Amy Billett, MD: president of ASPHO, director of safety and quality and a hematologist/oncologist at Dana Farber/Boston Children’s
“Without iron, life itself wouldn’t be feasible,” says Barry Paw, MD, PhD. “Iron transport is very important because of the role it plays in oxygen transport in blood, in key metabolic processes and in DNA replication.”
Although iron is crucial to many aspects of health, it needs the help of the body’s iron-transporting proteins. Which is why new findings reported in Science could impact a whole slew of iron disorders, ranging from iron-deficiency anemia to iron-overload liver disease. The team has discovered that a small molecule found naturally in Japanese cypress tree leaves, hinokitiol, can transport iron to overcome iron disorders in animals.
The multi-institutional research team is from the University of Illinois, Dana-Farber/Boston Children’s Cancer and Blood Disorders Center, Brigham and Women’s Hospital and Northeastern University. Paw, co-senior author on the new paper and a physician at Dana-Farber/Boston Children’s, and members of his lab demonstrated that hinokitiol can successfully reverse iron deficiency and iron overload in zebrafish disease models.
“Amazingly, we observed in zebrafish that hinokitiol can bind and transport iron inside or out of cell membranes to where it is needed most,” says Paw.
This gives hinokitiol big therapeutic potential. …
Children in severe heart failure sometimes have a ventricular assist device (VAD) implanted in their chest. VADs are electrically-powered heart pumps that can tide children over while they wait for a heart transplant. They can also be implanted long term if a child is ineligible for transplant, or simply buy children time to recover their own heart function.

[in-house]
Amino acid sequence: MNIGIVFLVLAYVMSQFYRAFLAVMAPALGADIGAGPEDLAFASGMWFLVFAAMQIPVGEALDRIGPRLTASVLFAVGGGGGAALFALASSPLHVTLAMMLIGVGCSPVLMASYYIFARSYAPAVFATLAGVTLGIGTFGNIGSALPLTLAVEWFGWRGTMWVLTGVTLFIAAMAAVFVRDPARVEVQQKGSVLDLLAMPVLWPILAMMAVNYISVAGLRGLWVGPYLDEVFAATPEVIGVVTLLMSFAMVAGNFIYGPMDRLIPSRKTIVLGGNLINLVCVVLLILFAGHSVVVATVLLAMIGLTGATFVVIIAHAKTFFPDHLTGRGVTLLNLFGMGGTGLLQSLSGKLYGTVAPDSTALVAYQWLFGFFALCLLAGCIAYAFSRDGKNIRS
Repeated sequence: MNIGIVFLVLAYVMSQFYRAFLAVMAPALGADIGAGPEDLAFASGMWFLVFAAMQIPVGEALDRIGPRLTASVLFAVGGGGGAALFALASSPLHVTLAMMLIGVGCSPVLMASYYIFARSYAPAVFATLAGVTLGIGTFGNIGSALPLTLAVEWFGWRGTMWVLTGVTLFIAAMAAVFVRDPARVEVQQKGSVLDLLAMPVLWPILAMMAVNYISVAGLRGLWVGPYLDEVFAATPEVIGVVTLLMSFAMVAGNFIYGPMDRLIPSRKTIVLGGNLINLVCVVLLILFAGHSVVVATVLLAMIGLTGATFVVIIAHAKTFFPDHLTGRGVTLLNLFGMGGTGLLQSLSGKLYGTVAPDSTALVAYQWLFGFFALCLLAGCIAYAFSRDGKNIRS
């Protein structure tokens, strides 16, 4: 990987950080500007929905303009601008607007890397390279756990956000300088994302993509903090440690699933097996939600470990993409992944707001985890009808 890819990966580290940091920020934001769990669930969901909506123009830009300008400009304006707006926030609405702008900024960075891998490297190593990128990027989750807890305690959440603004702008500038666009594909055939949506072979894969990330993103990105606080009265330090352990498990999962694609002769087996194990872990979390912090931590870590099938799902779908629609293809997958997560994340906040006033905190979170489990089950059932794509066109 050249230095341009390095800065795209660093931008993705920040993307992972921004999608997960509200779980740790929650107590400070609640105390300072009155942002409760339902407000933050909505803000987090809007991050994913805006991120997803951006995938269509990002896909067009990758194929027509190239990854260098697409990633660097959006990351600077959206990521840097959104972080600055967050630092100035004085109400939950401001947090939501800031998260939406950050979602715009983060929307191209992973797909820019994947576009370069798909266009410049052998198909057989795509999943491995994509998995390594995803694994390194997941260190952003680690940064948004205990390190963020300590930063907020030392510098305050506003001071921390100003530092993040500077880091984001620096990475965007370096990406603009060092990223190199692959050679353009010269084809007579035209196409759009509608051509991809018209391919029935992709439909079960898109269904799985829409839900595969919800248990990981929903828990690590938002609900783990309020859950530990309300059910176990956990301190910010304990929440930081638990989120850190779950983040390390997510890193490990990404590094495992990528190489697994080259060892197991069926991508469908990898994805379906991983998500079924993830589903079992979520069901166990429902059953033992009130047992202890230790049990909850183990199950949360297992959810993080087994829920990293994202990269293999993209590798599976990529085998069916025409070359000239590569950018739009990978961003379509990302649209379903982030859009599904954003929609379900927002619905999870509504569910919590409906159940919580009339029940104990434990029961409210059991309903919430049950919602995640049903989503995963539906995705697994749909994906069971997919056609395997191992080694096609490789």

Because problems with VADs can be life-threatening, families need extensive training in managing the device and its external controller at home. Nurse practitioner Beth Hawkins RN, MSN, FNP-C, and her colleagues in the Boston Children’s VAD Program begin the training at the child’s hospital bedside while they are still in the cardiac ICU. But despite lectures, demos and practice opportunities, the prospect of maintaining a VAD remains terrifying for many parents and children.
“A lot of families feel their child is attached to a ticking time bomb that could go off at any time,” says Hawkins. “Many say taking a child home on a VAD feels like having a newborn baby again.”
Hawkins realized that families needed more support. …
In the U.S., about one in 100 people have some form of epilepsy. A third of those people have seizures that cannot be controlled with drugs, eventually requiring surgery to remove the area of their brain tissue that is triggering seizure activity.
“If you can identify and surgically remove the entire epileptogenic zone, you will have a patient who is seizure-free,” says Christos Papadelis, PhD, who leads the Boston Children’s Brain Dynamics Laboratory in the Division of Newborn Medicine and is an assistant professor in pediatrics at Harvard Medical School.
At present, however, these surgeries are not always successful. Current diagnostics lack the ability to determine precisely which parts of an individual’s brain are inducing his or her seizures, called the epileptogenic zone. In addition, robust biomarkers for the epileptogenic zone have been poorly established.
But now, a team at Boston Children’s Hospital is doing research to improve pre-surgical pinpointing of the brain’s epileptogenic zone. They are using a newly-established biomarker for epilepsy — fast brain waves called high-frequency oscillations (HFOs) — that can be detected non-invasively using scalp electroencephalography (EEG) and magnetoencephalography (MEG). …
The ongoing opioid epidemic underscores the dire need for new pain medications that aren’t addicting. New research published today in Nature Medicine suggests a possible avenue of relief for people with chronic pain: simply getting more sleep, or, failing that, taking medications to promote wakefulness.
In an unusually rigorous mouse study, either approach relieved pain better than ibuprofen or even morphine. The findings reveal an unexpected role for alertness in setting pain sensitivity. …